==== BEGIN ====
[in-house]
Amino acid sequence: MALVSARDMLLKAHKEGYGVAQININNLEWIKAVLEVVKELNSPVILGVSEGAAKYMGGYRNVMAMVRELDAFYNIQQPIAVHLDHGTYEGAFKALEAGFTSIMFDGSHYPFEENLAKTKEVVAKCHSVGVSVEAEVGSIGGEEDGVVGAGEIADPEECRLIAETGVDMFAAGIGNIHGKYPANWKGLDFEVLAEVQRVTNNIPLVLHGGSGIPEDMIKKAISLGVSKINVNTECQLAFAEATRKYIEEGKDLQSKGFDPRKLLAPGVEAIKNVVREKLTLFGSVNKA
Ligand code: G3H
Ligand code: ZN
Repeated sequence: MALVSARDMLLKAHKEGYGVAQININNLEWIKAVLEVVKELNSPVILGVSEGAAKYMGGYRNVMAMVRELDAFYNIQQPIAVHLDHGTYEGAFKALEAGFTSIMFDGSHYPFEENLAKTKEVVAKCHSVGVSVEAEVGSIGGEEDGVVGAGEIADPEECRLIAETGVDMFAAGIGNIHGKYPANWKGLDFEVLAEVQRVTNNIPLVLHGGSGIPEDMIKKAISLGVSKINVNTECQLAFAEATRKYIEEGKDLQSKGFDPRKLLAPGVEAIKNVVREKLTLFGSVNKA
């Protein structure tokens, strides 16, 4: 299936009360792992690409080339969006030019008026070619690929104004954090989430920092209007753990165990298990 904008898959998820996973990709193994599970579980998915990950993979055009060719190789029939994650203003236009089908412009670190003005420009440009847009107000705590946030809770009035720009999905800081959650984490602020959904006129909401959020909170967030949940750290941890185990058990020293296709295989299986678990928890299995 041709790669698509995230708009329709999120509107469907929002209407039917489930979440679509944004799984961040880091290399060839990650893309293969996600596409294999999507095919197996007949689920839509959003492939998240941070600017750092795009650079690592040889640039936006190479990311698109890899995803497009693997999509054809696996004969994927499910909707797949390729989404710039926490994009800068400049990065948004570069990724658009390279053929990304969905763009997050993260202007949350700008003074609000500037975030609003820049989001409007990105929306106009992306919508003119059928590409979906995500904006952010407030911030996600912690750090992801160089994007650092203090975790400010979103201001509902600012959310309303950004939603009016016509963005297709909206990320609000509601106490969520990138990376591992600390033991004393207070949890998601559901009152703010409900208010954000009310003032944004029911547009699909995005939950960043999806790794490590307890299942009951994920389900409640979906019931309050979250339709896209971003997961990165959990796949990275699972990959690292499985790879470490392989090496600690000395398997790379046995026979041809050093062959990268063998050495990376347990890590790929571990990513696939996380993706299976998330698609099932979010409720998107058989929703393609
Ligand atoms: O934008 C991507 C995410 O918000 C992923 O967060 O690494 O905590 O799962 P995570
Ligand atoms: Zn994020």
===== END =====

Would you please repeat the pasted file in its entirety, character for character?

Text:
[in-house]
Amino acid sequence: MALVSARDMLLKAHKEGYGVAQININNLEWIKAVLEVVKELNSPVILGVSEGAAKYMGGYRNVMAMVRELDAFYNIQQPIAVHLDHGTYEGAFKALEAGFTSIMFDGSHYPFEENLAKTKEVVAKCHSVGVSVEAEVGSIGGEEDGVVGAGEIADPEECRLIAETGVDMFAAGIGNIHGKYPANWKGLDFEVLAEVQRVTNNIPLVLHGGSGIPEDMIKKAISLGVSKINVNTECQLAFAEATRKYIEEGKDLQSKGFDPRKLLAPGVEAIKNVVREKLTLFGSVNKA
Ligand code: G3H
Ligand code: ZN
Repeated sequence: MALVSARDMLLKAHKEGYGVAQININNLEWIKAVLEVVKELNSPVILGVSEGAAKYMGGYRNVMAMVRELDAFYNIQQPIAVHLDHGTYEGAFKALEAGFTSIMFDGSHYPFEENLAKTKEVVAKCHSVGVSVEAEVGSIGGEEDGVVGAGEIADPEECRLIAETGVDMFAAGIGNIHGKYPANWKGLDFEVLAEVQRVTNNIPLVLHGGSGIPEDMIKKAISLGVSKINVNTECQLAFAEATRKYIEEGKDLQSKGFDPRKLLAPGVEAIKNVVREKLTLFGSVNKA
């Protein structure tokens, strides 16, 4: 299936009360792992690409080339969006030019008026070619690929104004954090989430920092209007753990165990298990 904008898959998820996973990709193994599970579980998915990950993979055009060719190789029939994650203003236009089908412009670190003005420009440009847009107000705590946030809770009035720009999905800081959650984490602020959904006129909401959020909170967030949940750290941890185990058990020293296709295989299986678990928890299995 041709790669698509995230708009329709999120509107469907929002209407039917489930979440679509944004799984961040880091290399060839990650893309293969996600596409294999999507095919197996007949689920839509959003492939998240941070600017750092795009650079690592040889640039936006190479990311698109890899995803497009693997999509054809696996004969994927499910909707797949390729989404710039926490994009800068400049990065948004570069990724658009390279053929990304969905763009997050993260202007949350700008003074609000500037975030609003820049989001409007990105929306106009992306919508003119059928590409979906995500904006952010407030911030996600912690750090992801160089994007650092203090975790400010979103201001509902600012959310309303950004939603009016016509963005297709909206990320609000509601106490969520990138990376591992600390033991004393207070949890998601559901009152703010409900208010954000009310003032944004029911547009699909995005939950960043999806790794490590307890299942009951994920389900409640979906019931309050979250339709896209971003997961990165959990796949990275699972990959690292499985790879470490392989090496600690000395398997790379046995026979041809050093062959990268063998050495990376347990890590790929571990990513696939996380993706299976998330698609099932979010409720998107058989929703393609
Ligand atoms: O934008 C991507 C995410 O918000 C992923 O967060 O690494 O905590 O799962 P995570
Ligand atoms: Zn994020």